Speaker of the House Kevin McCarthy is joined by his top negotiators on the debt limit, Rep. Garret Graves, left, and Rep. Patrick McHenry, as he talks to reporters at the Capitol, May 28, 2023. Speaker of the House Kevin McCarthy is joined by his top negotiators on the debt limit, Rep. Garret Graves, left, and Rep. Patrick McHenry, as he talks to reporters at the Capitol, May 28, 2023.

Debt-Ceiling Deal: What's In, What's Out of Agreement to Avert US Default

Under the deal, non-defense spending will remain relatively flat in the government's 2024 financial year starting October 1, while increasing a meager 1% in 2025. After 2025, there would be appropriation spending targets, but they would not be enforceable.

The agreement calls for expansion of work requirements for some Americans receiving food stamps to buy food, increasing the age requirement from 49 to 54 to which the work rules apply. It would also speed up the approval process for new energy projects.

The pact left in place Biden's plan to write off up to $20,000 in student loan debts but says that loan recipients will have to start making loan payments that had been paused during the coronavirus pandemic. The provision would become moot if the Supreme Court overturns Biden's authority to revoke the debt in a challenge to his action that it is expected to rule on by the end of June.

McCarthy said, "There is not one thing in this bill for Democrats. We're going to spend less and encourage people to go back to work."

Representative Hakeem Jeffries, the leader of the House Democrats, told CBS's "Face the Nation" show that the agreement "protects the American people from the devastating effects of the cuts proposed by Republicans." He said the pact keeps intact pensions and health care insurance for older Americans as well as government assistance for impoverished people.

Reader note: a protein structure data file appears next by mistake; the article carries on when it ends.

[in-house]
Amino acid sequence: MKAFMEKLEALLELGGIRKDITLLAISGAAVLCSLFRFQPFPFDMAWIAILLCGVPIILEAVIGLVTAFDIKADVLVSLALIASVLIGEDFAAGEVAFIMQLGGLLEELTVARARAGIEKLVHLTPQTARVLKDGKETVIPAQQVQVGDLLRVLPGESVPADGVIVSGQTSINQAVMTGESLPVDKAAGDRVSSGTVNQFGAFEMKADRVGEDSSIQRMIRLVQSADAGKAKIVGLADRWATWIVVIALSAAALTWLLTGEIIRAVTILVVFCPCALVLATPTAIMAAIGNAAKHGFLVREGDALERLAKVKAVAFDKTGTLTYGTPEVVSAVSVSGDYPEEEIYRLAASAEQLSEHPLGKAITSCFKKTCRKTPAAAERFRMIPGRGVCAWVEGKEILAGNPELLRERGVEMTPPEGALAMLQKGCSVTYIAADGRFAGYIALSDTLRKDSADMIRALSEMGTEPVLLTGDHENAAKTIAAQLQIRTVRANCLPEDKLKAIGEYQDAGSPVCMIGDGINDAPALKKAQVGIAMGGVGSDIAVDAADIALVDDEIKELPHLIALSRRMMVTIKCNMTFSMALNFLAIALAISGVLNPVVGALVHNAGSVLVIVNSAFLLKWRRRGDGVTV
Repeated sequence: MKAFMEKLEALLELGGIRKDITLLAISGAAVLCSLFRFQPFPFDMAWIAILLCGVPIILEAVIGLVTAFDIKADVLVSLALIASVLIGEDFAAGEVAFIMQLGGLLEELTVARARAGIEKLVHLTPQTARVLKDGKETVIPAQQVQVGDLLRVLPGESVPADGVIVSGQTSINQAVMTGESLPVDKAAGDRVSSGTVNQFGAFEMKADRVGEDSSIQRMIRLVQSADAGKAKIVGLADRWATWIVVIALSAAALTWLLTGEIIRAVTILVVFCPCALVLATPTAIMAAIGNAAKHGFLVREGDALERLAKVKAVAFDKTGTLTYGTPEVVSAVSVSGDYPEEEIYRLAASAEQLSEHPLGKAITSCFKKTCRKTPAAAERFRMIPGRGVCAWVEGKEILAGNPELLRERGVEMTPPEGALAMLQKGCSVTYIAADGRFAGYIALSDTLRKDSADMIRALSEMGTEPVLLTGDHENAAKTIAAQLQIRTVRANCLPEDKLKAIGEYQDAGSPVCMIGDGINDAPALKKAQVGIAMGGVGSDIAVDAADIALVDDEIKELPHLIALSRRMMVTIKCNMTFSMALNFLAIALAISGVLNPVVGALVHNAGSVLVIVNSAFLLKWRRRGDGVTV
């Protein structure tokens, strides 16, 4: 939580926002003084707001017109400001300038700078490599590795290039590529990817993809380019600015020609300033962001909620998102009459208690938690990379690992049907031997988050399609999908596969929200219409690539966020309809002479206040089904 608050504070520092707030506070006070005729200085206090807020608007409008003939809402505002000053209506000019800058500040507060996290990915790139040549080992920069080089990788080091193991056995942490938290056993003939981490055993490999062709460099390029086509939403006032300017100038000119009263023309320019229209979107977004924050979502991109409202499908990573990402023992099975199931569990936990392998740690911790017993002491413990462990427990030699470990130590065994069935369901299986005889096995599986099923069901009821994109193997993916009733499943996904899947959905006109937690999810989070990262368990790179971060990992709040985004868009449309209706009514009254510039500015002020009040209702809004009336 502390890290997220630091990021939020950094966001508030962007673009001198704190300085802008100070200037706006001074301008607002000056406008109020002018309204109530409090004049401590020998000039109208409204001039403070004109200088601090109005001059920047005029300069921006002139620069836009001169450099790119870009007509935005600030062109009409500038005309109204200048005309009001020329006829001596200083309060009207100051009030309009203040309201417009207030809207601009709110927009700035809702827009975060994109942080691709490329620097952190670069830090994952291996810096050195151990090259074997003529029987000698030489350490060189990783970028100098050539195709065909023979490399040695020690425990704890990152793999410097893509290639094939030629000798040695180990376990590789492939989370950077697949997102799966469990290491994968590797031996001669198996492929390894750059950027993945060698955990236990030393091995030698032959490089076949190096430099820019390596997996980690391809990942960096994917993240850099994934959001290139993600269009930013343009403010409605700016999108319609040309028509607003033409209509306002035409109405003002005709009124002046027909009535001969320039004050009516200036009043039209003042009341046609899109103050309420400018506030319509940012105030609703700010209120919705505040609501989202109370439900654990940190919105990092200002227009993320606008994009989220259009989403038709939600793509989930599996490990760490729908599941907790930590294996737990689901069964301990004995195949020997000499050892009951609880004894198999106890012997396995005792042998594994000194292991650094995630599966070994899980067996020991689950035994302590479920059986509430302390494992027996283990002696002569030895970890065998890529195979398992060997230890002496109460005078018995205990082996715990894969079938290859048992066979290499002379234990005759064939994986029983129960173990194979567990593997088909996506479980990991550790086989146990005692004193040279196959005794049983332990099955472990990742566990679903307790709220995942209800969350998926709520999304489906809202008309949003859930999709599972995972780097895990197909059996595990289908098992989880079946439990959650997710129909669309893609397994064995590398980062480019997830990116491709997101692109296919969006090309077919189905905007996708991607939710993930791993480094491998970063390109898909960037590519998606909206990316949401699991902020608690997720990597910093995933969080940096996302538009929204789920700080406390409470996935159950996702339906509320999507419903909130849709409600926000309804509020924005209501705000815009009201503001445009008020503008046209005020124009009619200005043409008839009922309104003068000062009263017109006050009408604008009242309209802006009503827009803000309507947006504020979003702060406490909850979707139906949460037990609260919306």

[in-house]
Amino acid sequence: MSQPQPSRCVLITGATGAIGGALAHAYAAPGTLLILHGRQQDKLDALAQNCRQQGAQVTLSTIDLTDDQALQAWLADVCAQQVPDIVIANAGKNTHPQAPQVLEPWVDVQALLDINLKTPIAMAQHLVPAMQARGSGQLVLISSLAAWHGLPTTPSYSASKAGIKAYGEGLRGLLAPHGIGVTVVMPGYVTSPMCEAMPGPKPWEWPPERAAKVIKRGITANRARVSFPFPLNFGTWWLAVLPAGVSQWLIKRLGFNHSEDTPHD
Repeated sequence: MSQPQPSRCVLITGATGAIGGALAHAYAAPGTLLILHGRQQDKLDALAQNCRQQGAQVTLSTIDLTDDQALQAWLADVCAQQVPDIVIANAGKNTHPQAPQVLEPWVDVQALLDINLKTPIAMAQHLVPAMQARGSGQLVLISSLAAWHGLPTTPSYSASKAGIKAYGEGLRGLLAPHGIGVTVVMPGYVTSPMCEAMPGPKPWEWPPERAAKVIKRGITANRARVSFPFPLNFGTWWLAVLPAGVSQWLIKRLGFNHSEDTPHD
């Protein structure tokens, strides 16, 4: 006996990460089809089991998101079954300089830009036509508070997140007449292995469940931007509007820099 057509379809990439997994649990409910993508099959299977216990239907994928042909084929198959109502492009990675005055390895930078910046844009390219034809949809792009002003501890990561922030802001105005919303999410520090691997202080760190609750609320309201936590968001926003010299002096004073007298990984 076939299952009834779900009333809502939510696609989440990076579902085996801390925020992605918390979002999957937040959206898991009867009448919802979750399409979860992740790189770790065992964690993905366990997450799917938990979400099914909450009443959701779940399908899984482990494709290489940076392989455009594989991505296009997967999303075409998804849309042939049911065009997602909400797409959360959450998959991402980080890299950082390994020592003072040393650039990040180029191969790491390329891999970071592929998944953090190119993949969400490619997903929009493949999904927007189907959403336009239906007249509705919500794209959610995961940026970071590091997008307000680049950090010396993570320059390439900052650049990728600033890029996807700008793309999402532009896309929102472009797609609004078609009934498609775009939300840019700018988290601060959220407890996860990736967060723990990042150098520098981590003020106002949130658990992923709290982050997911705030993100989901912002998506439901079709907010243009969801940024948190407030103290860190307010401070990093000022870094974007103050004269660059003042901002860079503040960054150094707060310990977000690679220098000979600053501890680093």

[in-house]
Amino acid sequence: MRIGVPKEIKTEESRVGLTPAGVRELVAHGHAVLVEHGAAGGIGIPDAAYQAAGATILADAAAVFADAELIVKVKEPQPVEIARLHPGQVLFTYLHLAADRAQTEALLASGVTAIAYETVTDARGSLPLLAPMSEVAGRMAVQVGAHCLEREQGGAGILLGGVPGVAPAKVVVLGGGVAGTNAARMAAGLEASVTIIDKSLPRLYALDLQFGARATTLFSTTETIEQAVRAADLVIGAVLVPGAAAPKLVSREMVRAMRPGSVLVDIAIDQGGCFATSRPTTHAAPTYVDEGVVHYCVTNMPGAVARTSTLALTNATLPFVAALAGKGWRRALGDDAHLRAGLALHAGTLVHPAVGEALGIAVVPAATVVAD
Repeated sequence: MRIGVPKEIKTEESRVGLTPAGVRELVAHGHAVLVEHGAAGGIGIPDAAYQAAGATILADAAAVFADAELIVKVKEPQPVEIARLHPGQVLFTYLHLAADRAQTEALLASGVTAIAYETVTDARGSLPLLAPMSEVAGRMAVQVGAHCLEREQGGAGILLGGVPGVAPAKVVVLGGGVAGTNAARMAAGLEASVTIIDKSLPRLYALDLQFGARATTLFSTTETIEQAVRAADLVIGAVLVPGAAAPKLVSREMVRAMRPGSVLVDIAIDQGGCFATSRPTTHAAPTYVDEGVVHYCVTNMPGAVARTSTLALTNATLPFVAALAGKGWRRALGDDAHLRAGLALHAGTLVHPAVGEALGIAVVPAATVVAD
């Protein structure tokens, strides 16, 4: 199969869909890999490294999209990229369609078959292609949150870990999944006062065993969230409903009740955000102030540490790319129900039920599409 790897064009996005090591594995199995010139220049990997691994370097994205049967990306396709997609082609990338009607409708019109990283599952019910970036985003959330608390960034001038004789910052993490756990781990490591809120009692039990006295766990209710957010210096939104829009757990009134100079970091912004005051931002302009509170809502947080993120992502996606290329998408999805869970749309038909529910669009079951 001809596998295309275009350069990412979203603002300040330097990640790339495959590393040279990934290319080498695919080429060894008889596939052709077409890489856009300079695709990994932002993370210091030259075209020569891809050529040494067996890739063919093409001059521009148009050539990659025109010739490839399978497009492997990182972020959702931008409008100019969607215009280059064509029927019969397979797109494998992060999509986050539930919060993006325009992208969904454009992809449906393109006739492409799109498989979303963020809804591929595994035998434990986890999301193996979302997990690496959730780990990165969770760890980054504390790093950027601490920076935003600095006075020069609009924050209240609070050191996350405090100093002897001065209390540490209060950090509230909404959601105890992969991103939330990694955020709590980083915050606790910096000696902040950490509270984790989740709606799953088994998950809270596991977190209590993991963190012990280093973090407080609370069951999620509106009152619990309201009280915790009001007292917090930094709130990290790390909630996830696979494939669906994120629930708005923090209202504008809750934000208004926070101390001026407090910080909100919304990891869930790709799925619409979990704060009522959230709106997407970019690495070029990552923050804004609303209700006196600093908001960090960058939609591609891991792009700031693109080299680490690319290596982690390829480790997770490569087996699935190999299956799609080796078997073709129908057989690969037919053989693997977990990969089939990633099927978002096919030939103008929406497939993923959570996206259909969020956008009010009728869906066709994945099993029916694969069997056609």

"I do expect we will have Democratic support" for approving the debt ceiling increase, Jeffries said.

There was, however, grumbling from progressive Democrats and conservative Republicans.

Representative Pramila Jayapal, the leader of the 102-member House progressive caucus, told CNN's "State of the Union" show that Biden and Jeffries should worry about progressives' support for passage of the debt ceiling increase.

Jayapal criticized expanding work requirements for food stamp recipients and said she did not know whether she would vote for the debt ceiling increase.

"I'm not a big fan of in-principle (agreements) frameworks," she told CNN's "State of the Union" show. "That's always, you know, a problem if you can't see the exact legislative text. And we're all trying to wade through spin right now. But I think it's going to come down to what the legislative text is."

Among Republicans, Representative Bob Good wrote on Twitter, "No one claiming to be a conservative could justify a YES vote" on the package.

Another Republican critic of the deal, Representative Ralph Norman, tweeted, "This 'deal' is insanity." He said a possible $4 trillion increase in the debt over the next two years "with virtually no cuts is not what we agreed to. Not gonna vote to bankrupt our country. The American people deserve better."